And everyone who publishes, be it newspaper or blog, has a choice on content.

But it is very striking that we in the British media have been almost uniquely reluctant, in Europe, to elucidate our viewers and readers as to the images at the heart of the furore, and I am afraid that it is not just a question of politeness, or punctilio, or old-fashioned good manners. The main reason no one is running the cartoons is that they are afraid.

I can’t speak for them but I’m not afraid to publish them. They are not the sort of thing I’d normally have anything to do with so why should I now? It would achieve nothing.

Then Johnson makes a more important point.

Many fine things have been said and done over the past few days, but some of the bravest words and deeds have come from Muslims. I think of the Muslim policeman, shot in cold blood as he lay on the pavement – try to watch that clip without weeping. I think of the Muslim shopworker, who helped hide some of the kosher supermarket customers in the cold store.

Across France, Britain and the rest of Europe, there are Muslim voices saying what needs to be said, like the Association of British Muslims – which issued a dignified and sensible statement, in which it not only condemned the killings in the strongest possible terms, but defended the right of Charlie Hebdo to publish the cartoons.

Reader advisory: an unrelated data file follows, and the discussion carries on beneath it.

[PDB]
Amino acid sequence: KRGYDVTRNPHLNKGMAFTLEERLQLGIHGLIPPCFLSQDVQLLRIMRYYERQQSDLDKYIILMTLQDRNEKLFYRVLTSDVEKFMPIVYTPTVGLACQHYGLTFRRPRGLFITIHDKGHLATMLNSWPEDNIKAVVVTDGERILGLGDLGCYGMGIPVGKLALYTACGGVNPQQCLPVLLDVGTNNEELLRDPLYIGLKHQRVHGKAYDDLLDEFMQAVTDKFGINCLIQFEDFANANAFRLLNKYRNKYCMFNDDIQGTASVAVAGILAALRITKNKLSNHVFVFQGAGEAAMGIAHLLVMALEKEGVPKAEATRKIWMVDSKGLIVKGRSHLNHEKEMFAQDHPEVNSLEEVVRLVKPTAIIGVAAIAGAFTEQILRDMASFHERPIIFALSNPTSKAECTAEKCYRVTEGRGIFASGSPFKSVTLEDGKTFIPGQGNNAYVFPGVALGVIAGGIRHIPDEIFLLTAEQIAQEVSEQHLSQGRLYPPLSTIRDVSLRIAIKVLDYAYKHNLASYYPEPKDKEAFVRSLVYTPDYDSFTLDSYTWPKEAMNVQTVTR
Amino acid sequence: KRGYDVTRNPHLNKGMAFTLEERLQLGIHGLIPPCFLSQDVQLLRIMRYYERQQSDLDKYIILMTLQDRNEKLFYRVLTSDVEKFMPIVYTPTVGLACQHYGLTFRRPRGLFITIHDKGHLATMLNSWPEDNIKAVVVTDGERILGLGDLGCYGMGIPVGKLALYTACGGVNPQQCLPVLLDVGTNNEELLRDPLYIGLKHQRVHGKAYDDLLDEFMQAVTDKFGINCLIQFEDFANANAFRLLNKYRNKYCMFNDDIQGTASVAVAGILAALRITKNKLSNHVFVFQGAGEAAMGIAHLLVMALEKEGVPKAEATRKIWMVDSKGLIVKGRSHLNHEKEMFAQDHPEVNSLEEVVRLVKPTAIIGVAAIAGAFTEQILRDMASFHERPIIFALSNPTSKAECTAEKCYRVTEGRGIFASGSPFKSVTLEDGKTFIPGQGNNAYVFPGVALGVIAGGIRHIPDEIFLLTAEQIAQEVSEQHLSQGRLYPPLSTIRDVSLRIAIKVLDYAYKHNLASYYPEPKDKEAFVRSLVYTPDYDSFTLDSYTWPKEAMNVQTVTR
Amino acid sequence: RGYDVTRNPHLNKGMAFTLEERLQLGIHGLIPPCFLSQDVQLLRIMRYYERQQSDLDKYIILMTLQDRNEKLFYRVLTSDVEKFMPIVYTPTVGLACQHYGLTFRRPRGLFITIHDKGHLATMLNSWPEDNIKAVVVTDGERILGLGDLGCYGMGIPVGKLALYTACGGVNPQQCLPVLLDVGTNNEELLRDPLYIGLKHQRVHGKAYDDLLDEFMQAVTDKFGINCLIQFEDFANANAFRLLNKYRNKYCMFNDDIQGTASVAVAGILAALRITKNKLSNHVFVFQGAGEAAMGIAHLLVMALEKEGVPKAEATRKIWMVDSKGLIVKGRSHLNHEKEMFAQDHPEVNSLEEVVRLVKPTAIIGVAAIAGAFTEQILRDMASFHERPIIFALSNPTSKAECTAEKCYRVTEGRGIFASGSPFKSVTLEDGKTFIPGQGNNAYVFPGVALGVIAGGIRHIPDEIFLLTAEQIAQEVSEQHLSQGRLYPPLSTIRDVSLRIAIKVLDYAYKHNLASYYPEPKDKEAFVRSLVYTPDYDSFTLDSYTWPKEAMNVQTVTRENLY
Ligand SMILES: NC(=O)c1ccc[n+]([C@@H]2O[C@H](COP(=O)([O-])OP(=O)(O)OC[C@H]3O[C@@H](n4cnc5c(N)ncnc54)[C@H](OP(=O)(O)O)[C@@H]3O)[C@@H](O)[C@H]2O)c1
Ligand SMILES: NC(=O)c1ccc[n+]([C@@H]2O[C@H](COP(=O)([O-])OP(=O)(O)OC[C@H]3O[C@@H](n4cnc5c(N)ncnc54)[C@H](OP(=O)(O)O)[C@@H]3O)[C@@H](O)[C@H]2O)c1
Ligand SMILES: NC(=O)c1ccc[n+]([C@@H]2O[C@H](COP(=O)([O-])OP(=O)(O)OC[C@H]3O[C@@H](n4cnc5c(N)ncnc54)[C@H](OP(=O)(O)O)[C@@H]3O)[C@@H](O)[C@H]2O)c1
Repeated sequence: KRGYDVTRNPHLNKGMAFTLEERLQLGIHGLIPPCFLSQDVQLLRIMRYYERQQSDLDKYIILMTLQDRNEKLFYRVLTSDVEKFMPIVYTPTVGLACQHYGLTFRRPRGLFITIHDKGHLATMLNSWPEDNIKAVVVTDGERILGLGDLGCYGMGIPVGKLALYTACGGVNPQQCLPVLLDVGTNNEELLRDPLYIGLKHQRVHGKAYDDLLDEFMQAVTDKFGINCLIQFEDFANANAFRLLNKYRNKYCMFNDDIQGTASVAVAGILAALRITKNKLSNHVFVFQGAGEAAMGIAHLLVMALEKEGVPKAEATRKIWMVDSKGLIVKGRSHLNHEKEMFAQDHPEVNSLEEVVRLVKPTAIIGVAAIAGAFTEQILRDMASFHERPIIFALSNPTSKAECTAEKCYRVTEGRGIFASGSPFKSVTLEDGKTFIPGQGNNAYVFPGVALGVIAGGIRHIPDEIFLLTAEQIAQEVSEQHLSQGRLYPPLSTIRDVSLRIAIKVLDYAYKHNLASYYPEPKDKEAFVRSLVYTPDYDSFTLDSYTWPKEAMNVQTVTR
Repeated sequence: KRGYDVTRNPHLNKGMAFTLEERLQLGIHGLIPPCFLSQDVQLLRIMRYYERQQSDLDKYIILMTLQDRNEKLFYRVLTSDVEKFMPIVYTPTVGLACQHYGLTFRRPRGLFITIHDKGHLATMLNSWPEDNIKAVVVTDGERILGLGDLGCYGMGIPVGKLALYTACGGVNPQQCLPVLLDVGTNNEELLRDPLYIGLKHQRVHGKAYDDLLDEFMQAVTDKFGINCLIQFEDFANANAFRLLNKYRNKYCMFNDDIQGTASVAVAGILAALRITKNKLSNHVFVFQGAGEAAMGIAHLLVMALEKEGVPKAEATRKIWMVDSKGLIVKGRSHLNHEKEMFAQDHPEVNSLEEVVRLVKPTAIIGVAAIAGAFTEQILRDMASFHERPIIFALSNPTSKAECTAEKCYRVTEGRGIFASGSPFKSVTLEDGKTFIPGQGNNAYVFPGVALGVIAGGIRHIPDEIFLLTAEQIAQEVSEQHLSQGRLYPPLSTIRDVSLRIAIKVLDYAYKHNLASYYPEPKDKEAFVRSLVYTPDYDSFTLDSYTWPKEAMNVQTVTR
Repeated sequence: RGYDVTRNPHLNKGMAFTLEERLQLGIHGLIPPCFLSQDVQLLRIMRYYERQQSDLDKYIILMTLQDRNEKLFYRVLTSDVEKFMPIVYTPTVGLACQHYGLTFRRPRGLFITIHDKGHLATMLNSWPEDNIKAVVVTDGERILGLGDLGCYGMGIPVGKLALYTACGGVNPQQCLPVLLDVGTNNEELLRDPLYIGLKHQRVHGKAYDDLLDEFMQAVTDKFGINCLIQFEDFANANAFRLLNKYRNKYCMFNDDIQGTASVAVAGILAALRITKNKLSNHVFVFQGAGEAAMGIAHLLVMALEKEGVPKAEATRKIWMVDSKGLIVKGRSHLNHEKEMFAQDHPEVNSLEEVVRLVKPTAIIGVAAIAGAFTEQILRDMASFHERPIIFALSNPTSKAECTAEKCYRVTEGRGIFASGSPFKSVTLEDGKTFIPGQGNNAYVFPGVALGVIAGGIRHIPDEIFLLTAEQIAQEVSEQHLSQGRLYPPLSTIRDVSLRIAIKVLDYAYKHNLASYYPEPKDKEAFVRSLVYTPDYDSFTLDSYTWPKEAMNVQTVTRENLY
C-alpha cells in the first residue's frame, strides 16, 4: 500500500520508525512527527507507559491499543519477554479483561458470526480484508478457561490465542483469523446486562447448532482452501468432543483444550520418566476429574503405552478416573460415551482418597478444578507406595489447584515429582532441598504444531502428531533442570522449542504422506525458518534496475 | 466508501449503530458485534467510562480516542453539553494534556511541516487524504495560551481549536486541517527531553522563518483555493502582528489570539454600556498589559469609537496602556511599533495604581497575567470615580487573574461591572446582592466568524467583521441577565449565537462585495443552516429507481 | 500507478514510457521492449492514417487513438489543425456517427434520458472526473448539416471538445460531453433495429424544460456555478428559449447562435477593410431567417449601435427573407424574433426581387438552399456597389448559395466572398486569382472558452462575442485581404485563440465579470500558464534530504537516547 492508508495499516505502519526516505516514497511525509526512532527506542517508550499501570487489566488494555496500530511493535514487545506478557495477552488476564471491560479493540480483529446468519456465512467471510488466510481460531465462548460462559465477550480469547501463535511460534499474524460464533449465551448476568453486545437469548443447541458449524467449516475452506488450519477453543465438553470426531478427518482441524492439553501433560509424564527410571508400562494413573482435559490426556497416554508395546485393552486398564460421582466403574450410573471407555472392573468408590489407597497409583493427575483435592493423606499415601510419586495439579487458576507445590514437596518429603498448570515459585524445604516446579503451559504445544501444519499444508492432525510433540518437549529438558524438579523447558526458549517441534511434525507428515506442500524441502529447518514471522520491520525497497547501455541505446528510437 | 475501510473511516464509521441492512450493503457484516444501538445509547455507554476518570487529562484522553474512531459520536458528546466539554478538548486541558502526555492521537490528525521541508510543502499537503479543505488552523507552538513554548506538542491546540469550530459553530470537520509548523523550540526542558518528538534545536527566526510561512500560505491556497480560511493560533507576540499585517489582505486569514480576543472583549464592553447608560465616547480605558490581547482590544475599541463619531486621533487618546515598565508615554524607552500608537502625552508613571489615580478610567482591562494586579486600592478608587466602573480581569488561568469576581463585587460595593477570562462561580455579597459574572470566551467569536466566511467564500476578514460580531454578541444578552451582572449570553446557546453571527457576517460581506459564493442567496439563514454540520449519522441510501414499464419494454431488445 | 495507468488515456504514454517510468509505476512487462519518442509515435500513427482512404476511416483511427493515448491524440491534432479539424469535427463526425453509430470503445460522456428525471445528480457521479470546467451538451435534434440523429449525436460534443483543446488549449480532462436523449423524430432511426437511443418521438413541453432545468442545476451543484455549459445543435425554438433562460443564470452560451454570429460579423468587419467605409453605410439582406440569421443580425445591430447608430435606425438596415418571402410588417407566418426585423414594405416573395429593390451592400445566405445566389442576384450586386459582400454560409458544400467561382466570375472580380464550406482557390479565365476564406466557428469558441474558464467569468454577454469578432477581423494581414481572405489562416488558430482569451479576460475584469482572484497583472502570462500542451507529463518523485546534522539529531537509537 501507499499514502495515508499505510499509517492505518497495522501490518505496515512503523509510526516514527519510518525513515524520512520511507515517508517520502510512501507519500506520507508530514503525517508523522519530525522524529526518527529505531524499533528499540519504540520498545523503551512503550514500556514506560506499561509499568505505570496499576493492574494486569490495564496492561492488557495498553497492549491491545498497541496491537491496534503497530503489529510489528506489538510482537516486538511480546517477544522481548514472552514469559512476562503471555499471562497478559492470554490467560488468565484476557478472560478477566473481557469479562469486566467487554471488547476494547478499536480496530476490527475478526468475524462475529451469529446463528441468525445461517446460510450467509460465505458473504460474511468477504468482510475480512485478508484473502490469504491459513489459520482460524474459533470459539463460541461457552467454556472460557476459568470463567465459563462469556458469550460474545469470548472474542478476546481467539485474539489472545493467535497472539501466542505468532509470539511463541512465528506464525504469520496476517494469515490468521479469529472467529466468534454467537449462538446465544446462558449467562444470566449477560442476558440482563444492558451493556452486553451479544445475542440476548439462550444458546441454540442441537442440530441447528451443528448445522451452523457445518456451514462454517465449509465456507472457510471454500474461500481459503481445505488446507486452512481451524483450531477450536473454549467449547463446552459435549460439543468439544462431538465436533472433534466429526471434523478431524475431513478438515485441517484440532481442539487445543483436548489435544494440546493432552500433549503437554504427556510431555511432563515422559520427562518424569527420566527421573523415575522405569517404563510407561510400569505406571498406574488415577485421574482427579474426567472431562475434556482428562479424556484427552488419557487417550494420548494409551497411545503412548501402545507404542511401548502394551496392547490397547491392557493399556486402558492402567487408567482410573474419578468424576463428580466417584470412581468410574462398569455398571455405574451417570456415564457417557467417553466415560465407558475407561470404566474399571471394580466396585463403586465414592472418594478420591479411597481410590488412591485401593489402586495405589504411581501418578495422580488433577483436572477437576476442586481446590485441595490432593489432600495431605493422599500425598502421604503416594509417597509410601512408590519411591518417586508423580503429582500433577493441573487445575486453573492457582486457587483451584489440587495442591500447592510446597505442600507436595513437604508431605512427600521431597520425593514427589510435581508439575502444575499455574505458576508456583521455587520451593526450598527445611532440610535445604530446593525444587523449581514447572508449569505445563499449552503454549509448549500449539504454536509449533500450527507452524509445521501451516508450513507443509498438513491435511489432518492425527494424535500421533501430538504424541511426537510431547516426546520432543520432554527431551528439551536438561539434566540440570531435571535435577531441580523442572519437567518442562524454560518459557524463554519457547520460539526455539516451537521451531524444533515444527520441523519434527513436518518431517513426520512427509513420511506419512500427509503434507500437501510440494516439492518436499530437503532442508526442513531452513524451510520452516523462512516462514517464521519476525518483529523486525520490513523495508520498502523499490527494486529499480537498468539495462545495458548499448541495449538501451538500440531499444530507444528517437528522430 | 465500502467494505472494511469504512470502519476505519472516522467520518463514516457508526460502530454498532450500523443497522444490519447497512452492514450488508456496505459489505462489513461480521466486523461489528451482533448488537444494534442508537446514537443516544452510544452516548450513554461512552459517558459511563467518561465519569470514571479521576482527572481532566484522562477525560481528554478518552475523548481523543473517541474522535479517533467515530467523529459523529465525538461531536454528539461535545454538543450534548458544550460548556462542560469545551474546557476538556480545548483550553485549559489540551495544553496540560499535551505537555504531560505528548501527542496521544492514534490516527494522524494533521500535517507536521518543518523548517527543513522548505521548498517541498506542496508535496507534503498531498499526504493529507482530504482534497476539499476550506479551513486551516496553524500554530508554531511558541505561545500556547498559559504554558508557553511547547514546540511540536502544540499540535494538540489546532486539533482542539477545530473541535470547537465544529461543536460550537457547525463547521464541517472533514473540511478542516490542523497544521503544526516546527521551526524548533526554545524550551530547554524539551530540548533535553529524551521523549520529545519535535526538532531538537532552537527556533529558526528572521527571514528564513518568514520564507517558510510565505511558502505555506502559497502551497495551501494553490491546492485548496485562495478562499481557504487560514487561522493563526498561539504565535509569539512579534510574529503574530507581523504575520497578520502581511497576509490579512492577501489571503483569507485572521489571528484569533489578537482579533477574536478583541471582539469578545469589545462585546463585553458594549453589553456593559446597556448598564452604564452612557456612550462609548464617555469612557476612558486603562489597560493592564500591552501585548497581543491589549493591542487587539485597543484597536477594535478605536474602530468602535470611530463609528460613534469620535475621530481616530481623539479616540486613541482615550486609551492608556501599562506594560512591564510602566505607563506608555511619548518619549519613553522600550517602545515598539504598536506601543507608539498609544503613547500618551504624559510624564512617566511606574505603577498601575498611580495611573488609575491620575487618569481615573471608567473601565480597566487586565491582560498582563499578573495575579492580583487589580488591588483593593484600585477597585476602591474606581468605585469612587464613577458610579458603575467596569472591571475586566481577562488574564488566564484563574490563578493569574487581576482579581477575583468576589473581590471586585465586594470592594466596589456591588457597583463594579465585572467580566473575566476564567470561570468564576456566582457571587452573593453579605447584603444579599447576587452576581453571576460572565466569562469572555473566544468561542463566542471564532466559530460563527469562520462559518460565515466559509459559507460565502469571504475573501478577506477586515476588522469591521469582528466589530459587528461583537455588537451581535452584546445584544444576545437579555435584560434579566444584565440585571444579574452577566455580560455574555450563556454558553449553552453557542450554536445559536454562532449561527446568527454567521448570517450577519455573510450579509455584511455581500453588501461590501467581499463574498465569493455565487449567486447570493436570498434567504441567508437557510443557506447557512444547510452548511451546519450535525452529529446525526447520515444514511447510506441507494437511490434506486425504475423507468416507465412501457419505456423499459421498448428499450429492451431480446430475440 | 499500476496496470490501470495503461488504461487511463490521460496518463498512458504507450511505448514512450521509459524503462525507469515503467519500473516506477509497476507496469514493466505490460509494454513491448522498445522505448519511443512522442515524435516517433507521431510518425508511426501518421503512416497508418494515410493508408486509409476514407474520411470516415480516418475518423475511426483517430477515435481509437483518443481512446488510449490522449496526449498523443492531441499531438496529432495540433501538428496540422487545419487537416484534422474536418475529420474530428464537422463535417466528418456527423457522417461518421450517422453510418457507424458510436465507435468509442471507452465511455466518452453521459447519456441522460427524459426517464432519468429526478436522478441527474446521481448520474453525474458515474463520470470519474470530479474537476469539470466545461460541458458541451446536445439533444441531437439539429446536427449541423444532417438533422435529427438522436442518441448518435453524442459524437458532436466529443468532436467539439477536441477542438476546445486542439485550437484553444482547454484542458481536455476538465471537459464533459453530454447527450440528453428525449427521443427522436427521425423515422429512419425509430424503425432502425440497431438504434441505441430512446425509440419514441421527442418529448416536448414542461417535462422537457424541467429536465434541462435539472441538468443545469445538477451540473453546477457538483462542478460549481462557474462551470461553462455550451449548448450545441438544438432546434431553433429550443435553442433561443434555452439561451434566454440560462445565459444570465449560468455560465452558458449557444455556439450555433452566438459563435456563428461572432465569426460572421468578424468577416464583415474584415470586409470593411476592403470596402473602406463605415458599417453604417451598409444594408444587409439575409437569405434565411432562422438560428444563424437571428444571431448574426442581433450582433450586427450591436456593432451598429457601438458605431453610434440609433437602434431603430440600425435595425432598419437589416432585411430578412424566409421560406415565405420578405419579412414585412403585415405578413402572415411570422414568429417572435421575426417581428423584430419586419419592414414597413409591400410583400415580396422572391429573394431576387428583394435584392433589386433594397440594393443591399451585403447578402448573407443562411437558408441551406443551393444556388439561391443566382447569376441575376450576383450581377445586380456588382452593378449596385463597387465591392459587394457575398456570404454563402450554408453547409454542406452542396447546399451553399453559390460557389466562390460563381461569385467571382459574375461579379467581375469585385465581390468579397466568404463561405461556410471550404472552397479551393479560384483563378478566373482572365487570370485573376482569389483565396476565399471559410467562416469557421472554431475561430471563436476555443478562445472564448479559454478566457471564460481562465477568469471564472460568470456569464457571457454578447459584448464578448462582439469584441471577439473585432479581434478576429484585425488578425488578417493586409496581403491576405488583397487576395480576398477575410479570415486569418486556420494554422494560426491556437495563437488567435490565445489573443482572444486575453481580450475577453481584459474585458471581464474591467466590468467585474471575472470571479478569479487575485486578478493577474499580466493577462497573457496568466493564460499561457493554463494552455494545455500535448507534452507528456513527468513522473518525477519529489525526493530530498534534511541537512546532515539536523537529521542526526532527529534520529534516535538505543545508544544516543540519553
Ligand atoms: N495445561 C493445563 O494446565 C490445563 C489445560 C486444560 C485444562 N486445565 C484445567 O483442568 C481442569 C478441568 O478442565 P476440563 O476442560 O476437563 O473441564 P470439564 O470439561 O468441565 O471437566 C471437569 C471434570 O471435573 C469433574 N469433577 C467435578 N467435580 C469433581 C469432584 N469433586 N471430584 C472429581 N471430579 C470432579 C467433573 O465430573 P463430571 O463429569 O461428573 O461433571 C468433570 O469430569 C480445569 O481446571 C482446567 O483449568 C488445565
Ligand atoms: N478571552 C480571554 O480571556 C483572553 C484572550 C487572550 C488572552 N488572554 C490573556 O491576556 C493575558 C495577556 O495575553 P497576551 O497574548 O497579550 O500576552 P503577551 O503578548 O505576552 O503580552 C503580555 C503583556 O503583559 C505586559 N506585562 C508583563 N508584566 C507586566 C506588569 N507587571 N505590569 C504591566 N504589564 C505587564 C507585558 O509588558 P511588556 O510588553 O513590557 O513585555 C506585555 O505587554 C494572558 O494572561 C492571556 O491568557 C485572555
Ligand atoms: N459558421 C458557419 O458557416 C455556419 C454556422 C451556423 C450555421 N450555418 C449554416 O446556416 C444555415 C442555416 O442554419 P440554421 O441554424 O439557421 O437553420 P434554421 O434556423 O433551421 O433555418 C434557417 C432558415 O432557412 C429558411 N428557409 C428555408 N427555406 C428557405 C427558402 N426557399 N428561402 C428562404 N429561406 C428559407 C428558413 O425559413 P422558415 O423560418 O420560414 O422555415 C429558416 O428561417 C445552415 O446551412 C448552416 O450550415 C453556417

I’ve posted similar from New Zealand in Muslim condemnation of Charlie Hebdo killings.

And my hero – the man who got straight to the point – was the Mayor of Rotterdam, Ahmed Aboutaleb, himself a Muslim. “If you don’t like freedom,” he told the Dutch nation’s potential jihadists, “then pack your bags and leave. There may be a place where you can be yourself, so be honest with yourself, and don’t kill innocent journalists. If you don’t like freedom, then f— off.”

That’s a fair point.

It reminds me of the 1970’s when there was noticable British immigration to New Zealand and the term ‘whining Poms’ was commonly used. They had a choice of getting to like what New Zealand offered or returning (which some did).

That is the voice of the Enlightenment, of Voltaire. We can and will protect this country against these jihadist thugs. We will bug them and monitor them and arrest them and prosecute them and jail them. But if we are going to win the struggle for the minds of these young people, then that is the kind of voice we need to hear – and it needs above all to be a Muslim voice.

Another fair point. All Muslims are not responsible for the actions of a small number of vicious thugs. And they don’t have to apologise on behalf of terrorists when they have nothing to do with them.

But is in their interests to speak up. They should keep making it clear that spreading fear and trying to provoke war through terrorism is totally unaccetpable to good Muslims.

This is similar to the worth in non-violent men speaking up against male violence in our own society. We aren’t responsible for the violence but we have a responsibility to stand up against viiolence.

The same applies to mainstream Muslim organisations. It is important that they keep making it clear that they don’t support any sort of terrorism. As should the rest of us.